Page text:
Skeptophilia (skep-to-fil-i-a) (n.) - the love of logical thought, skepticism, and thinking critically. Being an exploration of the applications of skeptical thinking to the world at large, with periodic excursions into linguistics, music, politics, cryptozoology, and why people keep seeing the face of Jesus on grilled cheese sandwiches.

Saturday, October 17, 2015

Dialing in belief

A recent study at UCLA has both atheists and the religious buzzing.

A paper called "Neuromodulation of Group Prejudice and Religious Belief" describes research at UCLA by Colin Holbrook, Keise Izuma, Choi Deblieck, Daniel M. T. Fessler,  and Marco Iacoboni, and appeared  in the journal Social Cognitive and Affective Neuroscience last week.  And what it seems to show that down-regulating part of the brain can decrease both bigotry and religious belief.  Here's how Holbrook et al. describe their research:
People cleave to ideological convictions with greater intensity in the aftermath of threat.  The posterior medial frontal cortex (pMFC) plays a key role in both detecting discrepancies between desired and current conditions and adjusting subsequent behavior to resolve such conflicts.  Building on prior literature examining the role of the pMFC in shifts in relatively low-level decision processes, we demonstrate that the pMFC mediates adjustments in adherence to political and religious ideologies.  We presented participants with a reminder of death and a critique of their in-group ostensibly written by a member of an out-group, then experimentally decreased both avowed belief in God and out-group derogation by down-regulating pMFC activity via transcranial magnetic stimulation.  The results provide the first evidence that group prejudice and religious belief are susceptible to targeted neuromodulation, and point to a shared cognitive mechanism underlying concrete and abstract decision processes.  We discuss the implications of these findings for further research characterizing the cognitive and affective mechanisms at play.
 My sense has always been that who we are -- our beliefs, personality, fears, desires -- are a result of the interplay between electrical and chemical processes in our brains.  Change those processes, and who we are changes; the idea that our selves are somehow static, independent, unchanging whatever happens to our physical body, is simply not borne out by the evidence.

[image courtesy of the Wikimedia Commons]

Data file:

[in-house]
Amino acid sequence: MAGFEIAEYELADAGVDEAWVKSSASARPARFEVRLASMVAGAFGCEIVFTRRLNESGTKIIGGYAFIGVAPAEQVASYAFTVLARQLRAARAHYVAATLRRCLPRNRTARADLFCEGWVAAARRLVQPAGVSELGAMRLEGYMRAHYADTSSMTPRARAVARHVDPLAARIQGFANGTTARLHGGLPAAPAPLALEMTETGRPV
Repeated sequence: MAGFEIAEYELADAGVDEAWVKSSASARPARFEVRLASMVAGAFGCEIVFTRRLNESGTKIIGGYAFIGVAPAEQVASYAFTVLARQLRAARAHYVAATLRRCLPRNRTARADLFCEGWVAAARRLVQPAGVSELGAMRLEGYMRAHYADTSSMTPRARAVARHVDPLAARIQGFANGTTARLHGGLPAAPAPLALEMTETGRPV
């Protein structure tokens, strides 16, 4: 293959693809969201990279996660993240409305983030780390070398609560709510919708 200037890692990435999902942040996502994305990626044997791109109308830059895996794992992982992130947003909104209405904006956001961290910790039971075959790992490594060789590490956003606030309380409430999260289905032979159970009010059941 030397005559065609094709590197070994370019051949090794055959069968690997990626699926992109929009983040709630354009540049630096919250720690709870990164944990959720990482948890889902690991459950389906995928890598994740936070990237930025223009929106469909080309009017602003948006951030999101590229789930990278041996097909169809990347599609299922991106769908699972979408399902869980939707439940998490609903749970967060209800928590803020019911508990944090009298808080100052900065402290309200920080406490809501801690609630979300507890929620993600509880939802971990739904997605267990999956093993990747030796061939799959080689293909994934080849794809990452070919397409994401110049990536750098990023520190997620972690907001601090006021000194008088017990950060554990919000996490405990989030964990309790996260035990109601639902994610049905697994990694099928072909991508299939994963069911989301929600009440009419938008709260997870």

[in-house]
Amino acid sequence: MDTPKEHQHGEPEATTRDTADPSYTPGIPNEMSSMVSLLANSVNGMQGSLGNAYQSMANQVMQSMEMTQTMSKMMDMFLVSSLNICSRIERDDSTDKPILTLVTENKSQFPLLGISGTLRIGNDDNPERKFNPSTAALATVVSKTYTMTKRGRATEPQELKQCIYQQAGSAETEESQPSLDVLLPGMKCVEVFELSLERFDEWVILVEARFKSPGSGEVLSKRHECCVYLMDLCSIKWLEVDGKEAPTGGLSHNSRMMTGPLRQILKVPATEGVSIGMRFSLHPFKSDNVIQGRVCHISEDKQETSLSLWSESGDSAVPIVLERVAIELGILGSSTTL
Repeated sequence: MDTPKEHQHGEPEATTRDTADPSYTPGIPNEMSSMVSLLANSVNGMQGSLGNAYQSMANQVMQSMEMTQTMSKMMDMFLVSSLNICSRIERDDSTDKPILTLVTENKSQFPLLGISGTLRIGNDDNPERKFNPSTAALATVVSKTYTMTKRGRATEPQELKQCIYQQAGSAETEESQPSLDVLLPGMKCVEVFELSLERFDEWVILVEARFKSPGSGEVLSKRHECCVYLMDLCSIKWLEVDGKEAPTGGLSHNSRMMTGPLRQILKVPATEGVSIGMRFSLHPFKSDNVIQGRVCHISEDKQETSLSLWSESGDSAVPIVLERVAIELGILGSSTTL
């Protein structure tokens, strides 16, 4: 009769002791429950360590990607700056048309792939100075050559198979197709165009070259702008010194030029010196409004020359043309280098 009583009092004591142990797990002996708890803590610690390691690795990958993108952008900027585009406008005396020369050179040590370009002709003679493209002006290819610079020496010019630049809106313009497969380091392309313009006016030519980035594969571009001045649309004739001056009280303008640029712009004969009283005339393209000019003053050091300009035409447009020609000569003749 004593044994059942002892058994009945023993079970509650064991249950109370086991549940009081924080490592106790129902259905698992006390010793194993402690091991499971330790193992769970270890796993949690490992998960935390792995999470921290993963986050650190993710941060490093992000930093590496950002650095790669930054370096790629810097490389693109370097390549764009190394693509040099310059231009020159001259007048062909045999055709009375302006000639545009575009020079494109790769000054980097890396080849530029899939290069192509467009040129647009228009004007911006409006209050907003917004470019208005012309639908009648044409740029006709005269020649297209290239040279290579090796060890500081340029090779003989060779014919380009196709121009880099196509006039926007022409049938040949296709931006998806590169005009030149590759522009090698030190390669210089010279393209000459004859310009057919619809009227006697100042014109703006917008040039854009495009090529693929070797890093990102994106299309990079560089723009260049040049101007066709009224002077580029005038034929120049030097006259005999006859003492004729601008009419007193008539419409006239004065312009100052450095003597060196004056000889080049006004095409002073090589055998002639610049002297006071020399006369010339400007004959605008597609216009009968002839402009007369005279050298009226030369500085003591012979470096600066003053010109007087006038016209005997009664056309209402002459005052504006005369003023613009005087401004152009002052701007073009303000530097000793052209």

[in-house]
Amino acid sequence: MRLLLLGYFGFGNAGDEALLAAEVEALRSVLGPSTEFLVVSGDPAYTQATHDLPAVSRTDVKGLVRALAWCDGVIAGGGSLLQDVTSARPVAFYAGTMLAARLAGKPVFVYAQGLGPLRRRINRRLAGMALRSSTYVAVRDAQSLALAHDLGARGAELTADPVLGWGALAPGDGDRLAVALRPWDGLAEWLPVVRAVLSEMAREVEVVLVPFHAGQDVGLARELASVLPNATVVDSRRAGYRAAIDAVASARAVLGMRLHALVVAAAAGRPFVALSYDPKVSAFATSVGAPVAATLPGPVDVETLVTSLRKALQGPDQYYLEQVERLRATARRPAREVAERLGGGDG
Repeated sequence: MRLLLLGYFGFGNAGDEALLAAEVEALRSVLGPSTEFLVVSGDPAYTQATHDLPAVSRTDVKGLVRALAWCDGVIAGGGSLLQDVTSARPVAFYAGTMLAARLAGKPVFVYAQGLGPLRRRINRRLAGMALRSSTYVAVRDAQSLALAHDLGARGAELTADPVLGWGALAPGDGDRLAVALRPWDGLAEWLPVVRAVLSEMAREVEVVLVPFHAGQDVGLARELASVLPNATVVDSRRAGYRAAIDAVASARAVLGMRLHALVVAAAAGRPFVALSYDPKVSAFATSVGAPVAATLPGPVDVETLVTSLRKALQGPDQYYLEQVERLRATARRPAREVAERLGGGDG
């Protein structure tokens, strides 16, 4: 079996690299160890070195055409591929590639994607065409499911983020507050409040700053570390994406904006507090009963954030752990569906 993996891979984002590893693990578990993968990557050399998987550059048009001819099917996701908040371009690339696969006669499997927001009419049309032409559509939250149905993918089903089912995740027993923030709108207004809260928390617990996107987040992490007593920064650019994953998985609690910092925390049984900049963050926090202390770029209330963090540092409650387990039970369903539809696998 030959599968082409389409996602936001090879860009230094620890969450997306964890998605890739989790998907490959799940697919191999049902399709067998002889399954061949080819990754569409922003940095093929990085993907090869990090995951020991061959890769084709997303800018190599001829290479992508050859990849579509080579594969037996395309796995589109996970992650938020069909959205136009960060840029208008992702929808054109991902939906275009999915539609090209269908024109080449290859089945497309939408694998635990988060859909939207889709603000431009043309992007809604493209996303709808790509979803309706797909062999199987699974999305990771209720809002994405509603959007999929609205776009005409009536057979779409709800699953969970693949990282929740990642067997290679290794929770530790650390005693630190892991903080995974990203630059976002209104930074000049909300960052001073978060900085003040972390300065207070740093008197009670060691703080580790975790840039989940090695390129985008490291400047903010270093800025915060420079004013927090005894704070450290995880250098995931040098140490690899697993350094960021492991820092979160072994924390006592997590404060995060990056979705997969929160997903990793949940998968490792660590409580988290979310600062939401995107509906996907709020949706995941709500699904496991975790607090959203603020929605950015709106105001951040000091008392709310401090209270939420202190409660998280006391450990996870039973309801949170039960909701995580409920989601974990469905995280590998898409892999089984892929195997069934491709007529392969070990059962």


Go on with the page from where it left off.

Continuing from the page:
But this still strikes me as a weird result.  Measuring a complex phenomenon like the strength of a person's religious belief isn't going to be easy; we don't have a ReligioMeter that points to 99.8 when you attach it to Pope Francis and 0.2 when you attach it to Richard Dawkins.  Any measurement of the intensity of belief has to be determined by self-reporting, which can be influenced by any number of things -- up to and including the tone of voice in which the researcher asks the question.  Here's how Holbrook et al. did it:
{R]eligious belief was measured using a version of the Supernatural Belief Scale (Jong et al., 2013) modified to create two scales which mirror “positive” and “negative” aspects of Western religious belief, comparable to the “positive” and “negative” immigrant authors in the ethnocentrism measure.  The items were presented in random order and rated according to the same scale employed in the immigrant ratings.  The positive scale consisted of: (a) “There exists an all-powerful, all-knowing, loving God”; (b) “There exist good personal spiritual beings, whom we might call angels”; (c) “Some people will go to Heaven when they die”; (α = .90).  The negative scale consisted of: (a) “There exists an evil personal spiritual being, whom we might call the Devil”; (b) “There exist evil, personal spiritual beings, whom we might call demons”; (c) “Some people will go to Hell when they die” (α = .93).  An overall religiosity variable combining both scales was calculated by averaging all six items (α = .95).
Which seems like a pretty simplistic measure, if you're looking for a subtle result.  Add to this the fact that there were only 38 participants, and the scale change for subjects treated with TCMS showed a statistically insignificant reduction only in their positive religious beliefs, and you have to wonder what all the hype is about.  Might it be that TCMS is simply affecting your emotional state?

Now, I'm not saying it isn't an interesting result.  Certainly, the effect on prejudice (which was greater) is fascinating in and of itself.  But both religious and atheist media are giving the impression that "if you turn off part of the brain, you lose your religious convictions," and each crowing about it for different reasons, and both seem not to have read anything more than the abstract of the paper itself.

If there's one thing that becomes clear when reading psychological research, it's that isn't simple.  We're only at the very beginning of understanding how the brain works.  That there exists a neurological underpinning to religiosity seems very likely -- just as there's almost certainly a neurological underpinning to believing in conspiracy theories.  It's just that we don't know what it is yet.

And the idea that we can now turn such beliefs on or off with a switch is entirely premature.

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